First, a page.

Fate Far Fast Fall Final
At first glance, I found Brian Dettmer’s transformation of a book into dreamlike architecture hauntingly beautiful. It struck me as an ingenious materialization of the process of reading: the flatness of a page of words acquires depths and dimensions, just as the imagination takes flat text and creates multidimensional images in our heads.
At second glance, it struck me as a monstrosity.
But how predictable is that? I am a relic, a bibliophile to whom books are holy, intact bodies that ought not be desecrated. I would sooner pierce my sternum than cut into a book. But in this “visual poem” Brian Dettmer has cut open a living body and given us a carcass, a beautiful carcass, but a carcass.
On closer inspection, the book seems to be (or to have been, when it was alive) a dictionary. Which is fitting, because dictionaries may show best what is lost in the transition from books to files. In eviscerating this book, Dettmer has robbed someone of a poetic encounter with it directed only by the slipperiness of chance: of looking up jeroboam and finding je ne sais quoi, of feeling her eyes drawn to a drawing of an emu—an animal that, were it not on the same page as emprise, she would have forgotten exists.
The old dictionary is destroyed, but a new visual poem is created. So, I ask myself, does this destruction serve as a means to convey something unsuspected about the book as a form? In reading, we can hold a book open to only two pages at a time, which, as Roland Barthes wrote in S/Z, makes us cannon fodder for elaborate structures of desire for what is contained on the pages we can feel in our hands but can’t yet see. This desire-fraught blindness is imploded in Dettmer’s book, for suddenly, words from pages one might not have read to for many hours are visible at once, while the original “open” page is no longer legible. The book’s hierarchical structure—temporal or, in this case, alphabetical—is collapsed, even while, as through collage or erasure, a new spatial structure has come into existence. Even if it is a ruin, an X-acto-knifed Ephesus library.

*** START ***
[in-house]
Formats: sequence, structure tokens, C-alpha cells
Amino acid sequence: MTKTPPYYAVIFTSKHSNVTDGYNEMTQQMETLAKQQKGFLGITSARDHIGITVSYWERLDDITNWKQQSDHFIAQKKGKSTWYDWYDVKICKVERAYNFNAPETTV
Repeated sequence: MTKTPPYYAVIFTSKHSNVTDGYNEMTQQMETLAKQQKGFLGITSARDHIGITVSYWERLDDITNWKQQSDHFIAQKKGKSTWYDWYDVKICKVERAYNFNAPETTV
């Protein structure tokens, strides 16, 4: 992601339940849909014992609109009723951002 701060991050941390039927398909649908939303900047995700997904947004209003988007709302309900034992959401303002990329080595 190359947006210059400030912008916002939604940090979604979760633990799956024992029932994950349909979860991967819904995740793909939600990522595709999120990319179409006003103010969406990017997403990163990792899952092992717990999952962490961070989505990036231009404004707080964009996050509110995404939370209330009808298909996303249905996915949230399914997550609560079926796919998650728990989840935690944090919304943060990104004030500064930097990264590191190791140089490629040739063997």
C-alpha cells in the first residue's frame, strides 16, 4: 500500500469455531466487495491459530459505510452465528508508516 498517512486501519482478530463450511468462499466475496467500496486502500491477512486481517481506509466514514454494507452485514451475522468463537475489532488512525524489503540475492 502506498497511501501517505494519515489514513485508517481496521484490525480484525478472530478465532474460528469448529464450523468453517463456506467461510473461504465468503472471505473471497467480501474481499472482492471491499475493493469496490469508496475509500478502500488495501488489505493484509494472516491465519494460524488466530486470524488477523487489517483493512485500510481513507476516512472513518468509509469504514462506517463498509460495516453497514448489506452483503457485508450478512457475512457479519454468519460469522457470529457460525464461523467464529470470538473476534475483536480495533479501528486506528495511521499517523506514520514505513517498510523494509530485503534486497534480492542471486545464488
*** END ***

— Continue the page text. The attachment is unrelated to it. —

So one could say that, as books start to disappear, Brian Dettmer’s dissection makes this book “appear” more than ever, reveals the relationship between time and space in a book that no screen can as yet replicate. Neither an X-acto knife nor time can (yet?) turn a PDF into a romantic ruin. Maybe Brian Dettmer, killer of books, kills them because he loves them too, too much.
Lately I keep hearing books characterized as white elephants that suddenly burden my friends and acquaintances, who feel weighed down by their sheer materiality. “I’m tired of lugging around all these books when I’m traveling,” one says. “I can’t wait to get rid of these bookshelves,” says another. What disloyalty! I think. Haven’t books always been there for you when you needed them? And now that they need you . . . ?
I know it is ridiculous, being the self-appointed defender and champion of inanimate objects. That is, if you see books as inanimate objects.
And I might have loved Brian Dettmer’s eviscerated ruin had the book been a priceless, irreplaceable antique. If it had been one of the forty-eight remaining exemplars of the Gutenberg Bible. The extremity of that violence would have been a fitting analogue to the violence of our collective indifference to the fate of the book.
On the other hand, maybe his transformation of the old dictionary into art gives it a dignified burial—a dignity one can only dream of for all those books on shelves around the world whose days, like our own, are numbered.